I, Acharya Agyaatadarshan Anand Nath sa-shaktikaayai bow down at the lotus feet of my first Guru, my revered father Pandit Shri Murli Dhar ji Mishr, Vidya Guru Kaul Shiromani Shri Shivanand Nath ji, Yoga Guru Paramhamsa Shri Balendu Giri ji Maharaj, Tantra Guru Shri Shri Anta Devji Maharaj, Vama Guru Shri Kaleshwaranand Ji Maharaj and all the compassionate Masters, divine souls of Gurumandala.. I pray for their love, support and guidance always..
अन्तवन्त इमे देहा नित्यस्योक्ता: शरीरिण: |
अनाशिनोऽप्रमेयस्य तस्माद्युध्यस्व भारत ॥2-18॥
antavanta ime dehaa nityasyoktaaḥ shareerinah |
anaashino Aprameyasya tasmaad yudhyasva bhaarata ||
anta-vantah— the one having an end; ime— these; dehaa— physical bodies; nityasya—eternally; uktaah— are told to be; shareerinah— of the embodied (shareeri) soul; anaashinah— the one that is indestructible; aprameyasya— immeasurable or beyond perception of sense organs; tasmaad— therefore; yudhyasva— fight; bhaarata—O descendant of Bharat, Arjuna
These physical bodies are destructible, the one who lives in the body is everlasting, indeterminable and can not be destroyed. Therefore, O descendant of Bharata, engage in the battle.
Having described the nature of Self, Krishna further says.. The bodies that you are seeing are definitely going to perish but the one in whom this this body manifests is beyond the cycle of creation and destruction. In the previous shloka he was describing the Self as Sarvamidam all that is but now when Krishna is zeroing down to the battle field and people standing in front of them. He emphasises that this Self that is everywhere is definitely there in these bodies but he uses the word Aprameya now – means that it can not be proven using the inputs/knowledge/perception of the senses. It can not be known through gross and subtle senses.
Krishna is using this word aprameya so aptly here for anyone who has not experienced the ‘Self’ or ‘Atman‘ upon being given this understanding (Sarvam Idam – all that is) would probably take it because when it is referred to as Idam (That) we are generally taken away from I (Aham). Word ‘That’ is takes our attention in some place, direction or event. It is used while pointing the finger to something, someone or anything that is separate from you. And when you don’t recognize the fact that even Aham (I, me) the part of Idam you would want from your Guru that you be shown this Self – wrongly considering it as ‘something out there’. Krishna therefore wisely uses this word Aprameya to describe the Atman.
Apremeya does not necessarily mean that it can not be known because if Self becomes unknowable then all the Gita, Upanishads and Spirituality would become null and void. Aprameya simply means you can not perceive it outside – using your senses, mind, logic or intellect. No amount of calculation, reasoning or explanation can make you really know that however you can always experience it. That ever pervading, indestructible principle Self (Brahmn) is known as Atma – This very I; When we use the word ‘known’ it means experiencing it. For example sweetness of jaggery can only be experienced but can never be explained. Now think of something that you can not experience even using senses (Smell, taste, sight, touch and hearing) – what should it be called? It is in this sense it is Aprameya.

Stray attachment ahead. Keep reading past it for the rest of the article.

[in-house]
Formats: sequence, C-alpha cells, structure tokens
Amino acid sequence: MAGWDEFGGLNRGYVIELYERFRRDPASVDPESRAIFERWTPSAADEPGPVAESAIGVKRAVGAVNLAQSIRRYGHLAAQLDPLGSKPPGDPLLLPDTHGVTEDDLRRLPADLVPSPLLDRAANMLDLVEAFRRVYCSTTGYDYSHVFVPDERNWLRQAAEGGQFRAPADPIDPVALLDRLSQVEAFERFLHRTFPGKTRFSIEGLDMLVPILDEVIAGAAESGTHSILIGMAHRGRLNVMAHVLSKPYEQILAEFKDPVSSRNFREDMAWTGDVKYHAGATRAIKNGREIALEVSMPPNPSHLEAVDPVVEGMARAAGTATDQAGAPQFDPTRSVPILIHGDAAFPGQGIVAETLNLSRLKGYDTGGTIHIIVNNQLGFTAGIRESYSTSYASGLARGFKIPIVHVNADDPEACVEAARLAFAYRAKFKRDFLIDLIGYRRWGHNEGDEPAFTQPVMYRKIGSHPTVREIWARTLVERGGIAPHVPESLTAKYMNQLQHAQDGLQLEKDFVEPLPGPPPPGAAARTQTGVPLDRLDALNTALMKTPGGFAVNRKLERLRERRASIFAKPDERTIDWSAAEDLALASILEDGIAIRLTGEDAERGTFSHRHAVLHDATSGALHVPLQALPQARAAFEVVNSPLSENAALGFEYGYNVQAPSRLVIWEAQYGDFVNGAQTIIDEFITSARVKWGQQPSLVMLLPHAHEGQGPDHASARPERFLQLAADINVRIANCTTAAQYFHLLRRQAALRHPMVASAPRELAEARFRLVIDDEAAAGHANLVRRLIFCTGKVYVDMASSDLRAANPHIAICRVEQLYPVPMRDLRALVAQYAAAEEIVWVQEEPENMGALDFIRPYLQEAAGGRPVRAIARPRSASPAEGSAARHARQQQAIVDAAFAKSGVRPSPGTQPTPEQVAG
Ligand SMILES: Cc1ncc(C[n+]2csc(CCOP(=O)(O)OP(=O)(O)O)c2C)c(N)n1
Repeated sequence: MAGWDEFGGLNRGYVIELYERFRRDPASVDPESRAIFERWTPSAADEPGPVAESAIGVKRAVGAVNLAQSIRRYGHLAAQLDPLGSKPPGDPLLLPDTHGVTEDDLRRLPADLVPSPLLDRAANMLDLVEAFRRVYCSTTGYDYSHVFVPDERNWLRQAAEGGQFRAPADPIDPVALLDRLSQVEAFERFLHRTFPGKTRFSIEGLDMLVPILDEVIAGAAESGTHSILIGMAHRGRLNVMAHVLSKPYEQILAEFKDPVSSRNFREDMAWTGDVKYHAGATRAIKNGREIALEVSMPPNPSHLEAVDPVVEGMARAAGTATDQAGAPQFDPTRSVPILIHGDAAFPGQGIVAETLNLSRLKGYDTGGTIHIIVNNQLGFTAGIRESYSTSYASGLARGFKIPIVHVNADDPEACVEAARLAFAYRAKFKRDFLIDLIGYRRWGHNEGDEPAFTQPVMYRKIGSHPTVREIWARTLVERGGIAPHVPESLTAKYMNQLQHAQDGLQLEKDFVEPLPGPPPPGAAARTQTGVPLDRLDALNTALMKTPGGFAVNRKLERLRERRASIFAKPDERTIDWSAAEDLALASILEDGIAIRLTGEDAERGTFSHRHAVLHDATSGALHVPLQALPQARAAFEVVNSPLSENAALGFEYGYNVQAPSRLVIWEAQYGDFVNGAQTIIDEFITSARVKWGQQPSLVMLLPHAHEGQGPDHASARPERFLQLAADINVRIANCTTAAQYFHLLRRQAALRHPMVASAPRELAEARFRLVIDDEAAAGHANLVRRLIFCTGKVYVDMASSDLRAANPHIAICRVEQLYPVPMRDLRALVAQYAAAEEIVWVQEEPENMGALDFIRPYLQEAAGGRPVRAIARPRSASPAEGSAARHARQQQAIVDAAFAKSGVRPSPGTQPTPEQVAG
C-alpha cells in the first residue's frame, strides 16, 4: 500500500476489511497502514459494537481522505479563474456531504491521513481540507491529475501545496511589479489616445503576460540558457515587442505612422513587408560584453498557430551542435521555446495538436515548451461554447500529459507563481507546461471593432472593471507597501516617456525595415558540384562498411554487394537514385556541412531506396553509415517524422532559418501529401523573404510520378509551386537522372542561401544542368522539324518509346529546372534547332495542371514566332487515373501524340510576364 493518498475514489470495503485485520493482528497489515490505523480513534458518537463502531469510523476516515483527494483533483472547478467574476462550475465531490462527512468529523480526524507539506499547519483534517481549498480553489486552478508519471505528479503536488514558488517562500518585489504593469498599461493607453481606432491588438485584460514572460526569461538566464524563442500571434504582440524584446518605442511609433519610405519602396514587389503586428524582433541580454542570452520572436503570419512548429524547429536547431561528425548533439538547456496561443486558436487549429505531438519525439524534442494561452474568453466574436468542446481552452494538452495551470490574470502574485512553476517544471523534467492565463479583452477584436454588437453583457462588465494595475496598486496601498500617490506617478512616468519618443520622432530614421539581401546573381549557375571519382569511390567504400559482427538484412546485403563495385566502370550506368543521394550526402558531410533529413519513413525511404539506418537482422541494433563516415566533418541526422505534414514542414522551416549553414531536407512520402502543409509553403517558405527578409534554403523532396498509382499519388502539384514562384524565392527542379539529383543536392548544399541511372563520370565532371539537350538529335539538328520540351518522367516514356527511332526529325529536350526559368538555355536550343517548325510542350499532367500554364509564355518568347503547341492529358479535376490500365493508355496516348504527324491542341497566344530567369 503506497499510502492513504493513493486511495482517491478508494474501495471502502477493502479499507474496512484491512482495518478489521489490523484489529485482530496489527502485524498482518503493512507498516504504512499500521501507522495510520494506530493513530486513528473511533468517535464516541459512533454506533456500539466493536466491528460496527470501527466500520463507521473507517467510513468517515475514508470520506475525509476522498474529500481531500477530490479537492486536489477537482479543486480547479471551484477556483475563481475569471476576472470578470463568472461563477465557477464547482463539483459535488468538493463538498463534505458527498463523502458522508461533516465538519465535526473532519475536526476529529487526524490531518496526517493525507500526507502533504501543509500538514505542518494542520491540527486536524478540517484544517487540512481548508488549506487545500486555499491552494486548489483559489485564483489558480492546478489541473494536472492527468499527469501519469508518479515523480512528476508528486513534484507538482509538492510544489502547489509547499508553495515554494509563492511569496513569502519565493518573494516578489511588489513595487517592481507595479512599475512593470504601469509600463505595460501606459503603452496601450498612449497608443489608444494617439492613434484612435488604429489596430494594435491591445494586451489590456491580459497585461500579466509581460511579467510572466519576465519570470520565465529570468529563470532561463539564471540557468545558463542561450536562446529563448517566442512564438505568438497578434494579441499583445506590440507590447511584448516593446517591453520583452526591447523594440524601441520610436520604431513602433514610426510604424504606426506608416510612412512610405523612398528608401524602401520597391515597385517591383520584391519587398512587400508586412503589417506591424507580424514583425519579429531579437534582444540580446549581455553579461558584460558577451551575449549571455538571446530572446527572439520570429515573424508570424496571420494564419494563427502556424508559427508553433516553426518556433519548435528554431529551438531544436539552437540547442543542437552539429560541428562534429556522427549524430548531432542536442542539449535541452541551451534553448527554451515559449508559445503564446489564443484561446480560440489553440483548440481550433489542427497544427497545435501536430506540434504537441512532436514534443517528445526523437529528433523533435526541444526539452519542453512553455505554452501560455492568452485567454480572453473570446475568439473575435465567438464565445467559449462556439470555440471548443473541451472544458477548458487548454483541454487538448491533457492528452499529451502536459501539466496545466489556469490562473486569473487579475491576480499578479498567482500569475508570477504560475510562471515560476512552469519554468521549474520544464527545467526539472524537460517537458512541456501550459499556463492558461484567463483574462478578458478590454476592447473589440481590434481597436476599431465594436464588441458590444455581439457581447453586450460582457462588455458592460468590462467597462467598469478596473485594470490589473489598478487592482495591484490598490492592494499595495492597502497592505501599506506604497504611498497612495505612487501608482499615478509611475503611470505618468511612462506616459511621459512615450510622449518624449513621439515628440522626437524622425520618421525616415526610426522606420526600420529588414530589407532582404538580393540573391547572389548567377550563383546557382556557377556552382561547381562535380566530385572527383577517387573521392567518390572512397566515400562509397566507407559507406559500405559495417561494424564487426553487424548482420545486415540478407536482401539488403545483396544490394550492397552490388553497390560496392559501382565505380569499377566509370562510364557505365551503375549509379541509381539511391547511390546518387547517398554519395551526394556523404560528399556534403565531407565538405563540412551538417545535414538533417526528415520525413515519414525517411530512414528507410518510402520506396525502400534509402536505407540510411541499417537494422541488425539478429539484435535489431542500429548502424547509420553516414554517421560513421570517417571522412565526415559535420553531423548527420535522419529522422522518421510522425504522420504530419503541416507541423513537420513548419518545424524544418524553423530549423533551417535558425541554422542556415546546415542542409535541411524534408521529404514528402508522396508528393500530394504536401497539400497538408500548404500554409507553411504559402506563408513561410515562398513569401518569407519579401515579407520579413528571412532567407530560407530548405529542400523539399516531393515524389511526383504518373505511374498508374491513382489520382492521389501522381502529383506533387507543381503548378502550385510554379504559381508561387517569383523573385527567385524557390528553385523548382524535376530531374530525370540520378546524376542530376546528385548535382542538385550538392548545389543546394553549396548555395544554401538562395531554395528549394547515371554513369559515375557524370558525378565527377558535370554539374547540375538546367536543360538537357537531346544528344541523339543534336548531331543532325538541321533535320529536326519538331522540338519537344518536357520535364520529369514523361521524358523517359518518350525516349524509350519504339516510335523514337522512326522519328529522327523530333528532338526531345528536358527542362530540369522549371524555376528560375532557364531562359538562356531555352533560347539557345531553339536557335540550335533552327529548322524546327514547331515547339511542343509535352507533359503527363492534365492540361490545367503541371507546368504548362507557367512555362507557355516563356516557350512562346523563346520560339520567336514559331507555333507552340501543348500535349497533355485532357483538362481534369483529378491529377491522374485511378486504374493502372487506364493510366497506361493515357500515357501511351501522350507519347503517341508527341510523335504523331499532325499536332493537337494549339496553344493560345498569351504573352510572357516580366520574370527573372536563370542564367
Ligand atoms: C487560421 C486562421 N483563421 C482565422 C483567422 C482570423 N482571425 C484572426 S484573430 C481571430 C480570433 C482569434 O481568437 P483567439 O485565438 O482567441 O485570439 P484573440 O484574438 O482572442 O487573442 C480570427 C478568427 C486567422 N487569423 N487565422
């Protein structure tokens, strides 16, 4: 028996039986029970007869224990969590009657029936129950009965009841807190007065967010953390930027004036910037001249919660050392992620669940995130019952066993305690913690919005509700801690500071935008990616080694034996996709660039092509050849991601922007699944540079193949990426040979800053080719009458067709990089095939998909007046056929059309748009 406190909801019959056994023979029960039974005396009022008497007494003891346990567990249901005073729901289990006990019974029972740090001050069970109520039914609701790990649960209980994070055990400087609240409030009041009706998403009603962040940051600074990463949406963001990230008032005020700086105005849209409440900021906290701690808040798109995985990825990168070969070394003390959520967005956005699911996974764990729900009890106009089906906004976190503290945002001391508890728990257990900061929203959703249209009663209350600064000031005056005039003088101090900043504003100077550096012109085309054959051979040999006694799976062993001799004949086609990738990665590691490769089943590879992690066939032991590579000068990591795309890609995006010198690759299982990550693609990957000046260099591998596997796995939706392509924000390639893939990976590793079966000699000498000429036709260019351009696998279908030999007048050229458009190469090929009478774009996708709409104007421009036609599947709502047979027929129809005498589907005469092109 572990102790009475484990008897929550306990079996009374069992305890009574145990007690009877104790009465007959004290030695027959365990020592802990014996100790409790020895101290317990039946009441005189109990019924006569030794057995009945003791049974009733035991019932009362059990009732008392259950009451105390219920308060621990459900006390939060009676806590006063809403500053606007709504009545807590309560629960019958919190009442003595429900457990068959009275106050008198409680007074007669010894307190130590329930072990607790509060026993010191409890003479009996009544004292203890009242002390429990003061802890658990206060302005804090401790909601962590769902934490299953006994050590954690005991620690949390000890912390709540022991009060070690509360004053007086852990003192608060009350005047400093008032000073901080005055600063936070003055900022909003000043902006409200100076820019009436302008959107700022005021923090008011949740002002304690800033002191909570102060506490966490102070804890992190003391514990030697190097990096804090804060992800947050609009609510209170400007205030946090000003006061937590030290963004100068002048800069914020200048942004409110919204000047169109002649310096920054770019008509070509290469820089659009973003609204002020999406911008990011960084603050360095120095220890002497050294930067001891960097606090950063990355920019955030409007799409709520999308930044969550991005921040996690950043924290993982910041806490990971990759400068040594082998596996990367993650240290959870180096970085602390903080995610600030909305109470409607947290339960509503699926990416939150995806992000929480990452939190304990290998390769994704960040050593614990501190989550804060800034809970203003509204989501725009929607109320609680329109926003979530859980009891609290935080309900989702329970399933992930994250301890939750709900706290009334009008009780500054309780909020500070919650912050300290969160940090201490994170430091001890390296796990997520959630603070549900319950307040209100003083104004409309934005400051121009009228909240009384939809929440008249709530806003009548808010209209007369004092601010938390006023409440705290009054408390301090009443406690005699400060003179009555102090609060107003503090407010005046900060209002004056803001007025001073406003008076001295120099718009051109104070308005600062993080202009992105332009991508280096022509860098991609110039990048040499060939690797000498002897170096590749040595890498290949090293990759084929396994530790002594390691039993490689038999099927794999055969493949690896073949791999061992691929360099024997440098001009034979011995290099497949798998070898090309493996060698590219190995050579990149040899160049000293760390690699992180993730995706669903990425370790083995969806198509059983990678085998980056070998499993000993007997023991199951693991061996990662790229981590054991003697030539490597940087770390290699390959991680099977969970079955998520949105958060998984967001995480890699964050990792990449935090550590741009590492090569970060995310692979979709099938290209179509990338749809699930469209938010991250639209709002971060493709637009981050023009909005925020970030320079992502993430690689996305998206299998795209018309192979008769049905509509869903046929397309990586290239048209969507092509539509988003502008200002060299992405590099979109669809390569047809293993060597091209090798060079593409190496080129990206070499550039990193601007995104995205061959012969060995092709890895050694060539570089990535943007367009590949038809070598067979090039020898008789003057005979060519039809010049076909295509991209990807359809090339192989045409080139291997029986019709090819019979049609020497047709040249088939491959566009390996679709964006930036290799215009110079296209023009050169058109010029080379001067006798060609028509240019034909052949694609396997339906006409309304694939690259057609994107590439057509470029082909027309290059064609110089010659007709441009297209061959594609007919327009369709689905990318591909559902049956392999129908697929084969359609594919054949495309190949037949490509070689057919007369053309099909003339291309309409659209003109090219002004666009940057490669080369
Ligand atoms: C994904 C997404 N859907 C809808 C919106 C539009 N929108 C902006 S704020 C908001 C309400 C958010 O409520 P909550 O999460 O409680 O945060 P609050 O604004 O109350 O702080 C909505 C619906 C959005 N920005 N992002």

Another meaning is the one which does not require any proof for its existence.. Proof in sanskrit language is spelled as pramaan – the reason or cause due to which you acknowledge something. There is someone behind knowing the existence of absence as well.. this entity is pramaataa – The knower. For the knower to know something else a proof is needed but to knower just knows that he exists. Therefore generally The Self is known as ‘I’ first in Sadhana (mode of investigation) and then it’s ever-pervading-ness is recognized through abhyaas or practice.
This Self – just ‘is’ & by virtue of its essential nature, being the cause of everything, it is imperishable – beyond birth and death. The ‘Self’ first experiences itself in absence of the senses and then later it sees senses and the world as its own extension – as its own body. In a way then there is no difference between The Known, The Knowing and The Knower.
Further I observe that Arjuna’s state of mind is being observed by Sri Krishna and He thus being fully aware of Arjuna’s state chooses this adjective ‘Aprameya’ to point towards the ‘Truth’ or Reality. And I am sure that as Arjuna’s mind becomes calmers, the Krishna’s description and discourse shall find more accurate, close to experience words instead.
One more word that I want to focus on is ‘Bhaarat’. As I have observed every time Krishna calls Arjuna by a particular name – there seems to be a purpose. Here while he is describing the very nature of perishability of the body he is referring to Arjuna’s ancestors. One of them being the great King Bharat. Upon whose name this piece of land is called ‘Bhaaratvarsh’. Now when you are made to think of your ancestors one this is certain to come to your mind – that the persons you are remembering- they are not in their body now. So, may be.. I am deliberately using the term ‘May be’. May be this mental recall can serve as a reminder of the fact – The body is not permanent!
So when Krishna is on the point of perishability of body this addressing his with the name of ‘Bhaarat’ – O descendent of the great king Bharat! only re-emphasizes the point the Guru in Krishna wishes to communicate.
One again the practical takeaway is that: The responsibility of communication is totally yours. If you are not able to put across what you intend, if you are being misunderstood – try finding better words that suit the state of mind of the person you are communicating with.
-Acharya Agyaatadarshan Anand Nath